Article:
WASHINGTON – Coping with cancer, White House press secretary Tony Snow returned to work Monday and declared himself "unbelievably lucky and unbelievably blessed" as he prepares to undergo chemotherapy.
"Anybody who does not believe that thoughts and prayers make a difference — they're just wrong," Snow said from behind the podium during the regular morning briefing.
Snow, 51, returned to work five weeks after doctors discovered a recurrence of his cancer.
He briefly became overcome with emotion after reporters welcomed him with a round of applause.
"Thank you so much," Snow said, taking pauses to compose himself. "It's great to be back."
Snow had his colon removed in 2005 and underwent six months of chemotherapy after being diagnosed with colon cancer. On March 26, he underwent surgery to remove a growth in his abdominal area, and doctors determined that cancer had metastasized, or spread, to the liver.
"Now I know the first reaction of people when they hear the word cancer is 'uh-oh,' but we live in kind of a different medical situation than we used to," Snow said. He will start chemotherapy Friday, using agents that he said weren't widely available during his last bout with cancer.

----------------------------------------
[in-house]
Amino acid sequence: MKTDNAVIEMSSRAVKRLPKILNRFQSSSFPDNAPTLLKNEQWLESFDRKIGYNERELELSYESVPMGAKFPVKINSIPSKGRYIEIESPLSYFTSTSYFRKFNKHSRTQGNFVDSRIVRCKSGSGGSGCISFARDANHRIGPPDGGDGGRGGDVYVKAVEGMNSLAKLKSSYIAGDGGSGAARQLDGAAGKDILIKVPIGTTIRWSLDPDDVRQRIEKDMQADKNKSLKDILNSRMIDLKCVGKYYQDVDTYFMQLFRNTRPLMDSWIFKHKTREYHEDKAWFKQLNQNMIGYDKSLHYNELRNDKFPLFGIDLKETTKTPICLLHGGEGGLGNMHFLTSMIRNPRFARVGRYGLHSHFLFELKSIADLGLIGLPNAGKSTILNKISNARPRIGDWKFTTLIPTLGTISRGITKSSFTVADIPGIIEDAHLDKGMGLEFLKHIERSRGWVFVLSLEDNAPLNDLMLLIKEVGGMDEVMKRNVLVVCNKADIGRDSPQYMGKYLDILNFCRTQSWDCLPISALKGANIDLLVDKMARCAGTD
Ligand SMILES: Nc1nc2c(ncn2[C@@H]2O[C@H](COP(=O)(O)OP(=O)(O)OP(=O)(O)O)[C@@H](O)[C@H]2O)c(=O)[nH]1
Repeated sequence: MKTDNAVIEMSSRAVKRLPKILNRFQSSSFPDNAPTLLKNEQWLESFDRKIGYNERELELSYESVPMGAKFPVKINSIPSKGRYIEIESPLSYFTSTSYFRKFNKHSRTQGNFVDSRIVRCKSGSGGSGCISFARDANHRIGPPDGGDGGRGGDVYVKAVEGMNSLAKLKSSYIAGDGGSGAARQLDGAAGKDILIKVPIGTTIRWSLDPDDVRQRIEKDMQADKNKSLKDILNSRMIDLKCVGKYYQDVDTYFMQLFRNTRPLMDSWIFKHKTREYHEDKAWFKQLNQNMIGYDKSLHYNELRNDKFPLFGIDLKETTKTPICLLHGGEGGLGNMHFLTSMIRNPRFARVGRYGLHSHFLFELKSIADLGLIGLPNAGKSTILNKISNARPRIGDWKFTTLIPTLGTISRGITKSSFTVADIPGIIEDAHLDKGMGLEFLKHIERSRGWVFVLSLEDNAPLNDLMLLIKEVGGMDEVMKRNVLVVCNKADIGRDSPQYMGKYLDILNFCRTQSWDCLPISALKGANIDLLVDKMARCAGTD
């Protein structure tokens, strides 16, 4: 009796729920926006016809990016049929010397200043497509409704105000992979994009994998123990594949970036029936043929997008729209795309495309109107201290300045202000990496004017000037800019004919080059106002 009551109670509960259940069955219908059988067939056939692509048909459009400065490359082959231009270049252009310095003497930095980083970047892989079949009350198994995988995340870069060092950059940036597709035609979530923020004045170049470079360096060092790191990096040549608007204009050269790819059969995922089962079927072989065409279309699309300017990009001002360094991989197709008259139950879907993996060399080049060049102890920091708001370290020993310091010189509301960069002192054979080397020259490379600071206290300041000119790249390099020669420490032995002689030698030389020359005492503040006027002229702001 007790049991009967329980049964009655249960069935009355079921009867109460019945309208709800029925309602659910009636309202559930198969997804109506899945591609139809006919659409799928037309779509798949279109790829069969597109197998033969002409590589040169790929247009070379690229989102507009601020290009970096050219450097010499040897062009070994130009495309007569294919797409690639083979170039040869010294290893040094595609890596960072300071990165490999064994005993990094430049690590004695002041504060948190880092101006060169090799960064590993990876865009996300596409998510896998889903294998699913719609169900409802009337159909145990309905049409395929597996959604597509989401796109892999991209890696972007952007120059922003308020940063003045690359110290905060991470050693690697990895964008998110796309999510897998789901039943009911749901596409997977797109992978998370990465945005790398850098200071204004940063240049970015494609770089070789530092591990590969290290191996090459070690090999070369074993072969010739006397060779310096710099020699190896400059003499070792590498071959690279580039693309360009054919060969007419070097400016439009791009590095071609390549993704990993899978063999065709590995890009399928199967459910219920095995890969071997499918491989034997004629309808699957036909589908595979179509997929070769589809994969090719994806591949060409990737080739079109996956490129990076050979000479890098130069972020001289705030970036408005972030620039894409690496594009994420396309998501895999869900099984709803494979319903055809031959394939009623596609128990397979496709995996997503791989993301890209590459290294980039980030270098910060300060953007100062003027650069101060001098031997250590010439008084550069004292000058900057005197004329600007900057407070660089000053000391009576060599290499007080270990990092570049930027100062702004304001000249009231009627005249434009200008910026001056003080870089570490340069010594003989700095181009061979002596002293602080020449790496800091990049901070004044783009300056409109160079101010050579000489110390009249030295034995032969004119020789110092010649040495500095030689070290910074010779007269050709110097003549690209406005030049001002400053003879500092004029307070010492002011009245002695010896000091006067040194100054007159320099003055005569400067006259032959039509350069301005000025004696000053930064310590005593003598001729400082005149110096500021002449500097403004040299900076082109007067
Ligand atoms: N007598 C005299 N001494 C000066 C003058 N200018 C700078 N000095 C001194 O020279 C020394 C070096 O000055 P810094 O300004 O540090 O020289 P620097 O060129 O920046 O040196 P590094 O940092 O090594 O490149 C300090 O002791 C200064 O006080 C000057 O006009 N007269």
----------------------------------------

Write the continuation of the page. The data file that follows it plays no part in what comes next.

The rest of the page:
"The design is to throw it into remission and transform it into a chronic disease," Snow said. "If cancer is merely a nuisance for a long period of time, that's fine with me."
The morning briefing by the press secretary, known as the "gaggle," is typically informal and off-camera. But the White House put the first portion of the session on live TV on request of the networks, reflecting the interest in Snow's return as a news story.
Snow started typically early, appearing Monday on the North Lawn of the White House for a series of morning television network news shows, including an interview on "FOXand Friends," with his former FOX network colleagues.
Snow plans to go through treatments every other week for four months. He said he would not make predications about his health, but felt optimistic.
"I'm unbelievably lucky and unbelievably blessed and really happy to be back," Snow said.
A former radio and TV commentator, Snow brought his smooth camera-ready style to an embattled White House last May. He quickly became the public face of Bush's daily communications and has spoken openly — and emotionally — about being a cancer survivor.
It is common for colon cancer patients to suffer a recurrence of cancer, and the most common site is the liver. Medical experts say advances in chemotherapy can allow people with the type of cancer Snow has to return to work and good health for years.